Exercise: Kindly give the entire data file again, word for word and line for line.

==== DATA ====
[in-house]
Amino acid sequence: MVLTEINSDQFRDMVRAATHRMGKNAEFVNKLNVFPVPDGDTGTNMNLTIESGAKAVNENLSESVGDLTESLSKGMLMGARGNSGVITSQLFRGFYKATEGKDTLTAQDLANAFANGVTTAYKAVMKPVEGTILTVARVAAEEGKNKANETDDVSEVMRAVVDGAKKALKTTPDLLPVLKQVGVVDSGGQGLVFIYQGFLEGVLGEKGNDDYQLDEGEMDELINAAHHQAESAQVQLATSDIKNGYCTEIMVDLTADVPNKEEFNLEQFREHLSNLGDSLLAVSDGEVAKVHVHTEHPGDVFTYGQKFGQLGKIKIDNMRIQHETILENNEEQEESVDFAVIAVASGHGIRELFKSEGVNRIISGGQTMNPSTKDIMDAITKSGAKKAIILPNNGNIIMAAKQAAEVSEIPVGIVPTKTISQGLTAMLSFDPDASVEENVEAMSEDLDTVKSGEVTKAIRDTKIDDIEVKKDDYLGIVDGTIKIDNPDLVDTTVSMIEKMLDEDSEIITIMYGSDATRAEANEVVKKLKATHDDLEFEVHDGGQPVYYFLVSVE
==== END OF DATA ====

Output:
[in-house]
Amino acid sequence: MVLTEINSDQFRDMVRAATHRMGKNAEFVNKLNVFPVPDGDTGTNMNLTIESGAKAVNENLSESVGDLTESLSKGMLMGARGNSGVITSQLFRGFYKATEGKDTLTAQDLANAFANGVTTAYKAVMKPVEGTILTVARVAAEEGKNKANETDDVSEVMRAVVDGAKKALKTTPDLLPVLKQVGVVDSGGQGLVFIYQGFLEGVLGEKGNDDYQLDEGEMDELINAAHHQAESAQVQLATSDIKNGYCTEIMVDLTADVPNKEEFNLEQFREHLSNLGDSLLAVSDGEVAKVHVHTEHPGDVFTYGQKFGQLGKIKIDNMRIQHETILENNEEQEESVDFAVIAVASGHGIRELFKSEGVNRIISGGQTMNPSTKDIMDAITKSGAKKAIILPNNGNIIMAAKQAAEVSEIPVGIVPTKTISQGLTAMLSFDPDASVEENVEAMSEDLDTVKSGEVTKAIRDTKIDDIEVKKDDYLGIVDGTIKIDNPDLVDTTVSMIEKMLDEDSEIITIMYGSDATRAEANEVVKKLKATHDDLEFEVHDGGQPVYYFLVSVE